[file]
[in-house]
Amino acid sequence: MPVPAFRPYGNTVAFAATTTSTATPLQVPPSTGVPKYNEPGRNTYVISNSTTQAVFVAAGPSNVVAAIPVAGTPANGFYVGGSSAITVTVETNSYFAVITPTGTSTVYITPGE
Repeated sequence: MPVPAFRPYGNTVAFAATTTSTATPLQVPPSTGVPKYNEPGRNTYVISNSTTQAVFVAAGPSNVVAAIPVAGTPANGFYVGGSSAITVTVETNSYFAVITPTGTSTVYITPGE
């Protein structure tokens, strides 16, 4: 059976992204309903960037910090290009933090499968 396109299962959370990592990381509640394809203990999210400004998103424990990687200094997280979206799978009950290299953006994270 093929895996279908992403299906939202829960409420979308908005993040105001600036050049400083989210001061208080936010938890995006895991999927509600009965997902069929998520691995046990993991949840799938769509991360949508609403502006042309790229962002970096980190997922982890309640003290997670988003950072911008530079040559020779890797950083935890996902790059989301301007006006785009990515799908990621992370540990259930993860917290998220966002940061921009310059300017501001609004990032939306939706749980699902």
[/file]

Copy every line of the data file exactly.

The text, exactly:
[in-house]
Amino acid sequence: MPVPAFRPYGNTVAFAATTTSTATPLQVPPSTGVPKYNEPGRNTYVISNSTTQAVFVAAGPSNVVAAIPVAGTPANGFYVGGSSAITVTVETNSYFAVITPTGTSTVYITPGE
Repeated sequence: MPVPAFRPYGNTVAFAATTTSTATPLQVPPSTGVPKYNEPGRNTYVISNSTTQAVFVAAGPSNVVAAIPVAGTPANGFYVGGSSAITVTVETNSYFAVITPTGTSTVYITPGE
């Protein structure tokens, strides 16, 4: 059976992204309903960037910090290009933090499968 396109299962959370990592990381509640394809203990999210400004998103424990990687200094997280979206799978009950290299953006994270 093929895996279908992403299906939202829960409420979308908005993040105001600036050049400083989210001061208080936010938890995006895991999927509600009965997902069929998520691995046990993991949840799938769509991360949508609403502006042309790229962002970096980190997922982890309640003290997670988003950072911008530079040559020779890797950083935890996902790059989301301007006006785009990515799908990621992370540990259930993860917290998220966002940061921009310059300017501001609004990032939306939706749980699902």